Mentioned earlier was the third wave of Barbarian invasions, consisting of Avars and Slavs. In terms of demographic and ecological effects, their impact is similar to that of the Lombards in Italy, such that they should be considered part of the same grouping. By the time of Phocas, there was large-scale Slav settlement beneath the Danube, as far south as Moesia and Thrace in Central Greece. It was a demographic and cultural disaster for the region. During the Slavic settlement, Greeks became frantic, large numbers of them fleeing for the coast. The great majority of old towns and settlements ceased to exist, with traditional Roman culture all but disappearing. Like Italy, the terrace system decayed as well, opening the way for youngerfill erosion and the contraction of agricultural yields. By the 610s, Byzantine possessions here had been reduced to coastal strips, and just like in Lombard Italy, the Dark Ages of irreversible natural and human decline had set in. As well, a slavicization of Byzantium would allow later Bulgar encroachment to proceed more thoroughly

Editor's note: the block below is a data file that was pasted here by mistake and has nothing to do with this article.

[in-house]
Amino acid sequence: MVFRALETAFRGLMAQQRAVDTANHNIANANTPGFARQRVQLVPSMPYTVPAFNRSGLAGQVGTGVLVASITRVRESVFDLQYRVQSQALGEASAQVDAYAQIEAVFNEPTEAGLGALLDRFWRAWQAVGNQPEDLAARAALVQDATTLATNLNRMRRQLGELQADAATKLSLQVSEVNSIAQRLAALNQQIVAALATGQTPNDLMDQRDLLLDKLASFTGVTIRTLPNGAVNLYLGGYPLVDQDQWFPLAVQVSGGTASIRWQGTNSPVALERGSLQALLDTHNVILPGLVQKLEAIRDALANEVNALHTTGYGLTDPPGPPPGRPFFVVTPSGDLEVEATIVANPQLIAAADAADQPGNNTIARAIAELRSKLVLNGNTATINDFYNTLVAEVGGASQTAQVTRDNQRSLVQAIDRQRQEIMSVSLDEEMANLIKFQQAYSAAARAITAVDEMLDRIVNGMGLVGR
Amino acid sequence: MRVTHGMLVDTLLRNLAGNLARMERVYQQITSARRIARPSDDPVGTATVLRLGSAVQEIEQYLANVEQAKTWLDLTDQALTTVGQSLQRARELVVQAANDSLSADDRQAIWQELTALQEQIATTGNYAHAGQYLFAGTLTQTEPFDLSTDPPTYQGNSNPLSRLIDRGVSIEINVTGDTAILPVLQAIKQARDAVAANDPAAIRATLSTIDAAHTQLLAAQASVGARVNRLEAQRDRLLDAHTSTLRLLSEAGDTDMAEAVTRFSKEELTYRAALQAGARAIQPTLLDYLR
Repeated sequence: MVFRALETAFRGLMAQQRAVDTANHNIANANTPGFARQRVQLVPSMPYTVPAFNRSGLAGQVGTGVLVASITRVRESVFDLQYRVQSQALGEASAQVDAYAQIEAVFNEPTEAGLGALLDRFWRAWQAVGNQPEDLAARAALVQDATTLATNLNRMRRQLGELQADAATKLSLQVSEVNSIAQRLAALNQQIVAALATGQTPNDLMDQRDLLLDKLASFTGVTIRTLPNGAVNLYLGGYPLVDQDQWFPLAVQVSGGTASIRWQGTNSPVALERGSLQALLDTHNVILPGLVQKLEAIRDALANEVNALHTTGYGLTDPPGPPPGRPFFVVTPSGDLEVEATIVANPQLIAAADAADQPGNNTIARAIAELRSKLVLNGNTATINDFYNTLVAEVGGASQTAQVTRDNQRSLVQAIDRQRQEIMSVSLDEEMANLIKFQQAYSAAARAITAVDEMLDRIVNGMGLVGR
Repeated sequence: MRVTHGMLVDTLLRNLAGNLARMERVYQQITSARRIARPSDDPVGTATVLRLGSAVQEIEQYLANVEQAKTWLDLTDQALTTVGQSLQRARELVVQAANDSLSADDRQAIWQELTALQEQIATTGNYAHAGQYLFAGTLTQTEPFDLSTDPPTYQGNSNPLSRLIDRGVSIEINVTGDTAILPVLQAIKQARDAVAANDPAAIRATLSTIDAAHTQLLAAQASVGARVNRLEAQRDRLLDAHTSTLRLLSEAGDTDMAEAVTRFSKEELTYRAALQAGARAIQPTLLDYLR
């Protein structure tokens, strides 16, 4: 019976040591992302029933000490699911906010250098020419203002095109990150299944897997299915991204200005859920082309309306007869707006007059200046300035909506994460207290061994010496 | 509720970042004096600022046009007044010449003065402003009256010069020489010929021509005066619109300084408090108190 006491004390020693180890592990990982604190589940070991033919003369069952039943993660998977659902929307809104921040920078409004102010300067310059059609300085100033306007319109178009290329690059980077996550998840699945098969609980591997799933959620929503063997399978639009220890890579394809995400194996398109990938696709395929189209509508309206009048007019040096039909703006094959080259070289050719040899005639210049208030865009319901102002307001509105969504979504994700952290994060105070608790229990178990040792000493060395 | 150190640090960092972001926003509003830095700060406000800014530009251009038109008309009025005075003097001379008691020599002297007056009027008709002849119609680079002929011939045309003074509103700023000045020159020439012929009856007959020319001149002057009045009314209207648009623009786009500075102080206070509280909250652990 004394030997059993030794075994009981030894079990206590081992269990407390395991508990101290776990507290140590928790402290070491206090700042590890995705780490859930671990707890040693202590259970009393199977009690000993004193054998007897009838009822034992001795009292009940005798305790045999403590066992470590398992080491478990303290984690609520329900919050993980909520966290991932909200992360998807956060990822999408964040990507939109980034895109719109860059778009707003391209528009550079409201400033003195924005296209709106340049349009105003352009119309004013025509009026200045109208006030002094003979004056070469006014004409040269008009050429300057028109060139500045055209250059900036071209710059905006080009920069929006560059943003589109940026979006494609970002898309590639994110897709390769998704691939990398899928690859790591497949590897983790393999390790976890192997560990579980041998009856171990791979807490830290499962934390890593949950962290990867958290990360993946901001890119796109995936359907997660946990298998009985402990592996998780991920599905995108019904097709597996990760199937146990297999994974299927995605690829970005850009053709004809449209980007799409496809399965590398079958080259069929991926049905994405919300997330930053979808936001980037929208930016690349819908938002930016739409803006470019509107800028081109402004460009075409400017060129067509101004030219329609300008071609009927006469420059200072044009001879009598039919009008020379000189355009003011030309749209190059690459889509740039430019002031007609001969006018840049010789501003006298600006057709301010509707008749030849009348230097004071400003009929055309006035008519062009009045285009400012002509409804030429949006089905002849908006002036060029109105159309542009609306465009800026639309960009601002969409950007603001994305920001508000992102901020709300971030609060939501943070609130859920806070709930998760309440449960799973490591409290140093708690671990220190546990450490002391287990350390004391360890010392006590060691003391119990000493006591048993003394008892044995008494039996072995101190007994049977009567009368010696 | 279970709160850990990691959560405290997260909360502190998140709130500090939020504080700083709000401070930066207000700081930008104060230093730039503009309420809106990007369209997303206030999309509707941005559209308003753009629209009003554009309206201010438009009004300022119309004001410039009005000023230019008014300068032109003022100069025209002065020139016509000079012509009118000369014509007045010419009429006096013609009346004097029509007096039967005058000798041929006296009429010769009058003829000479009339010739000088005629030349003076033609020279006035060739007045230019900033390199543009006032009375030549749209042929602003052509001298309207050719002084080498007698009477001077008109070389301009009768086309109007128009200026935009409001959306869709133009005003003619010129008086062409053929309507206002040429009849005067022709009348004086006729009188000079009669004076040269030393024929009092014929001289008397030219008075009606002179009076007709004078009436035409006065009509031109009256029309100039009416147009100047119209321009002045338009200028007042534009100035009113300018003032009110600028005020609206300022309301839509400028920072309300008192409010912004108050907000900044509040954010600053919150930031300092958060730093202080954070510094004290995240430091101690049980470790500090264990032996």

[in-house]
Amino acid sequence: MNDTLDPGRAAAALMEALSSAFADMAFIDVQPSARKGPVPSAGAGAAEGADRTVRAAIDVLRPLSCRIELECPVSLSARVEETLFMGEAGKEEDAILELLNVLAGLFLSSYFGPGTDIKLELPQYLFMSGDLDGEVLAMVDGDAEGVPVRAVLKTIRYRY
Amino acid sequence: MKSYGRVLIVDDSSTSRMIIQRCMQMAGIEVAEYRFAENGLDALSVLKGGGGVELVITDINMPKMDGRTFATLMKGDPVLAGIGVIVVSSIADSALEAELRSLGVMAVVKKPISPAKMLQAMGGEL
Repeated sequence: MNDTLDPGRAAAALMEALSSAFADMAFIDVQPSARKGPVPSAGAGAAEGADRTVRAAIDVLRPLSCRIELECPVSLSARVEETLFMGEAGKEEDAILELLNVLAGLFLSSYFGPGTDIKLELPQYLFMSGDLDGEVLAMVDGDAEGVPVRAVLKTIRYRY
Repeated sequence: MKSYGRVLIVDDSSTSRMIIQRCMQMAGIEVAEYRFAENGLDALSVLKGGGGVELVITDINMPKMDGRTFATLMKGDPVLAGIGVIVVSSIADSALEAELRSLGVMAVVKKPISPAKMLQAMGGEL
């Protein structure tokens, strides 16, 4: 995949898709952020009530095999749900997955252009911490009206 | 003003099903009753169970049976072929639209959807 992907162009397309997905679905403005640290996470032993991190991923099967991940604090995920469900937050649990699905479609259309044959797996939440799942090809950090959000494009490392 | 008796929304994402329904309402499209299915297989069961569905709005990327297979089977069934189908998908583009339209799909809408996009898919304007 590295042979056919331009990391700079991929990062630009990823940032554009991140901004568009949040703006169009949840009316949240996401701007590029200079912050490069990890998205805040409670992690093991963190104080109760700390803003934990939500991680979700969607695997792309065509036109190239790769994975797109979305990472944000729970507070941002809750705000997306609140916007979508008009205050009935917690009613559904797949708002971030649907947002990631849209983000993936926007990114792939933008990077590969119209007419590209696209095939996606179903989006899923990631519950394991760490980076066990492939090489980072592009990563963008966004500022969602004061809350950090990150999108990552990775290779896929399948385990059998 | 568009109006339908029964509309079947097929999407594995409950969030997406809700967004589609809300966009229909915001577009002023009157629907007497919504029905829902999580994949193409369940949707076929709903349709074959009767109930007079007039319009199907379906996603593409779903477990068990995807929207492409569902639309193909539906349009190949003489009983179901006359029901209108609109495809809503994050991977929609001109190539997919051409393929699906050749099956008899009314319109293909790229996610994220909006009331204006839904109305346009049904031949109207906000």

We should, then, locate the onset of the general European Dark Ages from the 550-650 period. It is not entirely clear what set off this third wave of Barbarians, why the plague emerged with such consequences, why settled society proved so non-resilient, and why during the same years, Arab Bedouin proved unwilling to remain in the Arabian peninsula. Aside from fortuitous conjuncture, satisfactory explanations are elusive. One that has been offered lately to explain European, Asian, and even Meso-American changes during these century is a climatic mega-event somewhere in central Asia. An earthquake followed by a series of volcanoes spurred frantic migrations of all sorts of tribes, Avars included, into more settled areas. Also on the move was the plague. More settled areas, in turn, witnessed worsening agricultural conditions and poorer weather, perhaps set off by the seismic event. In Arabia, the event's impact on international trade was reflected in comparative impoverishment of local trade oligarchies as well as a growing gap between rich and poor both within clans and between tribes. It also made booty-oriented beduin restless, so that many would be more receptive to Muhammad's message of social justice and political expansion. Until geological historians do more research, however, this must remain conjecture.